Where to stream it: Hulu

The Host (2006)

When South Korean filmmaker Bong Joon-ho imagined what would happen if Seoul’s Han River was polluted with formaldehyde, the answer was simple: the birth of an enormous sea monster with a healthy appetite for human flesh. Expertly crafted, the movie has plenty of scares, but is balanced out with a truly funny script (co-written by Joon-ho, Jun-won Ha, and Chul-hyun Baek) that sees one dysfunctional family doing all it can to remain together amidst the chaos engulfing their city. The film became the highest-grossing movie of all time in South Korea, and held tight to that title for a full eight years.

Where to stream it: Netflix, Hulu

Let the Right One In (2008)

Not to be confused with the 2010 US remake Let Me In, the Swedish film stands out among 2008’s blood-soaked sea of vampire productions (True Blood, Twilight, and more) because it treats its bloodsucker angle as secondary. The character-driven drama is really about the relationship that grows between bullied Oskar (Kåre Hedebrant) and his mysterious neighbor Eli (Lina Leandersson), two tweens who share a sense of isolation—and a desire to kill. Its angsty, sweet tale of two outsiders who find a place within each other adds up to one fiercely compelling film.

Where to stream it: Amazon

The Cabin in the Woods (2012)

Joss Whedon produced and co-wrote this meta-horror film, the new millennium’s answer to Scream. The title alone tells you the setup: a group of college students (including Thor himself, Chris Hemsworth) are looking to blow off some steam, so they head to the most remote cabin they can find. They meet some townies along the way who try and warn them off continuing on the trip, but nope. Cue a rapid succession of horror movie tropes, each one with a knowing wink—and all for a much greater purpose. To say much more would give away too much, but we will say this: always bet on the merman.

Where to stream it: Amazon

The Babadook (2014)

There’s been much talk about the dearth of female directors working today, and Jennifer Kent—who wrote and directed this Australian gem—is just one example of why we need more of them. Just as Kathyrn Bigelow has done in the action realm, Kent offers a slightly different take on the horror genre with this story of a struggling widow who thinks that the monster in her six-year-old son’s pop-up storybook might be real. In the hands of another filmmaker, The Babadook could have been a cheap-thrills-filled one-note story. But Kent and her stars—Essie Davis as Amelia and Noah Wiseman as her son, Sam—turn this into a deeply moving psychological thriller, where grief is the real villain.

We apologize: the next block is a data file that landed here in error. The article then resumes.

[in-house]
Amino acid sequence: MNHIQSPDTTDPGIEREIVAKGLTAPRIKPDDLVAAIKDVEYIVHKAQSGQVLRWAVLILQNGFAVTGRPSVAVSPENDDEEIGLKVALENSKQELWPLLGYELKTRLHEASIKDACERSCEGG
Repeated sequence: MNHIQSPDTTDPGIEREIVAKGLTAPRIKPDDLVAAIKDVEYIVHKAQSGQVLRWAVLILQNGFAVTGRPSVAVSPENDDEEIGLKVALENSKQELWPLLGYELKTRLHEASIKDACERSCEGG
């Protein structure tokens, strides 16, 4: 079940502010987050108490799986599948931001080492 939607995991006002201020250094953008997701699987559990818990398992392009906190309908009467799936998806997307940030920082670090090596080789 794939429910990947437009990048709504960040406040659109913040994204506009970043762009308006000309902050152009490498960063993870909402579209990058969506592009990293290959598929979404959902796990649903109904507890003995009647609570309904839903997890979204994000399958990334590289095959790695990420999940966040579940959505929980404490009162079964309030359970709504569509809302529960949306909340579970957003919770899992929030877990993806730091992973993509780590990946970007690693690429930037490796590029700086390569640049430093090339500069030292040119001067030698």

Where to stream it: Amazon, Netflix

It Follows (2014)

A prime example of the current wave of smart, terrifying independent horror. It starts out simply enough: Jay (Maika Monroe) and her new boyfriend Hugh (Jake Weary) see a movie, then get freaky in a car. Emphasis on freaky: Hugh’s post-coital moves include knocking Jay out with chloroform, tying her to a wheelchair, and informing her that he’s “infected” her with a supernatural spirit that will follow her around until it kills her or she passes it on. While some have reduced the story to a cautionary tale about unsafe sex, that doesn’t give enough credit to writer/director David Robert Mitchell—or to Monroe, who subverts the genre’s “final girl” archetype in some fascinating, counterintuitive ways.

Where to stream it: Amazon, Netflix

The Invitation (2015)

After two years without any contact, Will (Logan Marshall-Green) and his new girlfriend Kira (Emayatzy Corinealdi) are invited to a dinner party in the Hollywood Hills thrown by his ex-wife Eden (Tammy Blanchard) and her new husband, who she met through a grief support group following the death of Will and Eden’s son. The nostalgia is thick, but something seems off to Will; as the night progresses, so does his paranoia. The tension, palpable to begin with, only builds as the movie progresses. You know something’s going to happen, and sort of know what it might be, but a great script and cast—plus perfectly nuanced direction by Karyn Kusama—keep you guessing all along.

Where to stream it: Amazon, Netflix